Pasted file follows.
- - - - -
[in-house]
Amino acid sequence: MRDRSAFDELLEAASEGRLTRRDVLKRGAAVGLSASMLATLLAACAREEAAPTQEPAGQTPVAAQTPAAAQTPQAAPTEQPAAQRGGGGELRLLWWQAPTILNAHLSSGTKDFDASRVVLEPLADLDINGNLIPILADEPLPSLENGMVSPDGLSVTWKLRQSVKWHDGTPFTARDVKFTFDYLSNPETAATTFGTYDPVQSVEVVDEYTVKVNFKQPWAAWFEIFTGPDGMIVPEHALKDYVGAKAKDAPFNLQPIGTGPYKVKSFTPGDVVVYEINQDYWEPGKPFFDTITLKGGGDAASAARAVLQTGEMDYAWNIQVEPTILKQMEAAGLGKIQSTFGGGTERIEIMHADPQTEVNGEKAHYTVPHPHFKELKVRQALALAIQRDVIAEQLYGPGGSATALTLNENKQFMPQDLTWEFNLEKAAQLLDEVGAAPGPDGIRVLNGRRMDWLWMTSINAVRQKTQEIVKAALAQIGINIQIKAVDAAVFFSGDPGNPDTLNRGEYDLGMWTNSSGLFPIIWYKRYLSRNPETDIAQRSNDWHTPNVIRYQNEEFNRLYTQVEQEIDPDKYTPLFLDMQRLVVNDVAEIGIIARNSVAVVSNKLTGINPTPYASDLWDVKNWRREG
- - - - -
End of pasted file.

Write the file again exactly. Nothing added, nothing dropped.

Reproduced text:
[in-house]
Amino acid sequence: MRDRSAFDELLEAASEGRLTRRDVLKRGAAVGLSASMLATLLAACAREEAAPTQEPAGQTPVAAQTPAAAQTPQAAPTEQPAAQRGGGGELRLLWWQAPTILNAHLSSGTKDFDASRVVLEPLADLDINGNLIPILADEPLPSLENGMVSPDGLSVTWKLRQSVKWHDGTPFTARDVKFTFDYLSNPETAATTFGTYDPVQSVEVVDEYTVKVNFKQPWAAWFEIFTGPDGMIVPEHALKDYVGAKAKDAPFNLQPIGTGPYKVKSFTPGDVVVYEINQDYWEPGKPFFDTITLKGGGDAASAARAVLQTGEMDYAWNIQVEPTILKQMEAAGLGKIQSTFGGGTERIEIMHADPQTEVNGEKAHYTVPHPHFKELKVRQALALAIQRDVIAEQLYGPGGSATALTLNENKQFMPQDLTWEFNLEKAAQLLDEVGAAPGPDGIRVLNGRRMDWLWMTSINAVRQKTQEIVKAALAQIGINIQIKAVDAAVFFSGDPGNPDTLNRGEYDLGMWTNSSGLFPIIWYKRYLSRNPETDIAQRSNDWHTPNVIRYQNEEFNRLYTQVEQEIDPDKYTPLFLDMQRLVVNDVAEIGIIARNSVAVVSNKLTGINPTPYASDLWDVKNWRREG